Károly Méhes looks back on the legendary career of the 4-time World Champion, Sebastian Vettel, who retired at the end of the 2022 F1 season.
Images © Károly Méhes
BMW Sauber debut
The first time I saw Sebastian Vettel was in February 2007 when I was invited to the BMW-Sauber launch event in Valencia. As we waited for the beginning of the show (the likes of which we don’t see nowadays), I was chatting with Robert Kubica when I caught sight of a boy who wore a Sauber racing suit as well but looked like he should be in high school. It was the 19 year old Sebastian Vettel, full of smiles and abundant hair.
Making a name with Toro Rosso
Later that year, Vettel substituted for Kubica after his horrendous shunt in Canada and the young German was immediately up to his task, scoring a point for eighth place in his very first race. A few races later, in Hungary, I attended Toro Rosso’s press conference, where Vettel had taken the place of Scott Speed and became a regular F1 driver with the Italian squad.
Vettel remained with the Faenza-based team for 2008 and in Monza he produced one of the most astonishing results of his young career, qualifying the Toro Rosso (ex-Minardi) on pole and scoring a lights to flag victory in front of the tifosi! He had done more than enough to earn his promotion to the “big team,” Red Bull.
Achieving legendary status with Red Bull Racing
From 2009, he was Red Bull’s number 1 driver, with Mark Webber as his teammate. The pair had an often-tense relationship but there was no question about Vettel’s supremacy, nor who Dr. Marko and Christian Horner’s favourite was. The young Seb at that time, I must admit, was not always my favourite. He was a smart guy out of the car, but I thought his racing style was too aggressive and he was not always fair on the track. There was no question about his abilities, however, and as the next four seasons progressed it was not hard to be convinced that a true legend was being born in front of our eyes.
Four successive World Championships followed. In 2010 and 2012, he had to fight hard against the Ferrari of Alonso, but in 2011 and 2013, Vettel displayed a total demonstration of speed and racing charisma. Vettel’s raised index finger became the defining symbol of his victories in this era.
I attended a Red Bull ceremony in Hangar 7 at Salzburg airport after Vettel clinched his first title in 2010. The hangar was packed with media from Austria and also around the world, and this time I once again saw a shy boy who was almost embarrassed about the hype he had created with his success.
At this point I must mention Vettel’s personal press officer, Britta Roeske, with whom I developed a good working relationship. This helped, of course, in reaching Sebastian as he became more popular. They seem to share the same character; if Britta or Seb offered you their time, you’d know that they would be fully committed.
In 2015, when Seb was already a Ferrari driver, I gave Britta a copy of my Gilles Villeneuve book at the Red Bull Ring. The next day, she told me she had already read the whole book and asked if she could also get a copy for Seb, as he is also interested in Ferrari’s history. Of course, I was happy to hand over another copy! In return, Britta took a picture of me and Seb together in the Paddock. Not the usual behaviour of a driver and his press officer…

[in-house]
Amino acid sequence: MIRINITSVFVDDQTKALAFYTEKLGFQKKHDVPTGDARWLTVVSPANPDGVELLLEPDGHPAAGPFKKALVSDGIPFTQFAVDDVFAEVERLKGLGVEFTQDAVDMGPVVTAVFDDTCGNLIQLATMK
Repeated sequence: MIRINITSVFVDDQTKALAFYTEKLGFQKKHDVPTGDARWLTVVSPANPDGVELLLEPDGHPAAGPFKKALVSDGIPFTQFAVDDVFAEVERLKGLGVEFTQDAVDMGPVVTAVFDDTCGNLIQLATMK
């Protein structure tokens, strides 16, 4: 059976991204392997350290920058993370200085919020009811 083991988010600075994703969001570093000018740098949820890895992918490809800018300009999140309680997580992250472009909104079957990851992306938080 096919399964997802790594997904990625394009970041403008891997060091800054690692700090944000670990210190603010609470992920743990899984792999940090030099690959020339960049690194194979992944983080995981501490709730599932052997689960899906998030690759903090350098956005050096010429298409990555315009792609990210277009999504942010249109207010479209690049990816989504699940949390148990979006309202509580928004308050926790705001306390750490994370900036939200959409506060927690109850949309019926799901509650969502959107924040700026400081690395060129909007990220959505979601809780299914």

I also enjoyed attending many PR events with Seb. Simply because he was always so natural in these situations. He even seemed like he was enjoying himself in the later years of his career. Another time, in Austria once again, he was asked to point out the birthplaces of the great Austrian drivers – Rindt, Lauda, Berger, Marko – on a map. He laughed at his own mistakes and made everyone else around him laugh too.
The Ferrari years
Thinking of Vettel’s Ferrari years, all I can say is that it was a shame he had to leave after six years without a title. He was very enthusiastic at the beginning, driving some brilliant races and achieving some memorable wins. But after his mistake at the 2018 German Grand Prix, when he crashed out while leading, he somehow became a different driver. Something was lost, and it wasn’t only his much-awaited Ferrari title.
Perhaps it was not a coincidence that since then, Vettel’s support for different causes outside of F1 became more evident. Fighting against the injustices of the world – poverty, racism, climate change or the war in Ukraine – became just as important to him as the sport of Formula 1. As Vettel began to explore new paths outside of F1 in recent years, even his style of dress changed, to that of a Greenpeace activist or some kind of Hindu guru.
Seb always cared about the underprivileged and was ready to help. Whenever I asked Britta if Seb would support a charitable cause or provide some signed caps or cards, she never refused. He made some of his disabled fans from Hungary very happy.
Aston Martin swansong
I met Vettel for the last time in the Aston Martin motorhome at the Hungaroring this year. I gifted him my latest Ferrari book. He took it graciously and was surprised to see a chapter about his time in Maranello. He was really happy with it and ask me to sign the page where his chapter began.
Fast forward to Abu Dhabi and the final race of the season. Seb’s swansong. I don’t remember any driver having had such a farewell as Vettel received, not only from his fans but also from his former teams AlphaTauri, Red Bull and Ferrari, as well as all the drivers and the whole F1 family. It was a sign that Seb was not only respected for his achievements but truly loved by everybody. He will be missed.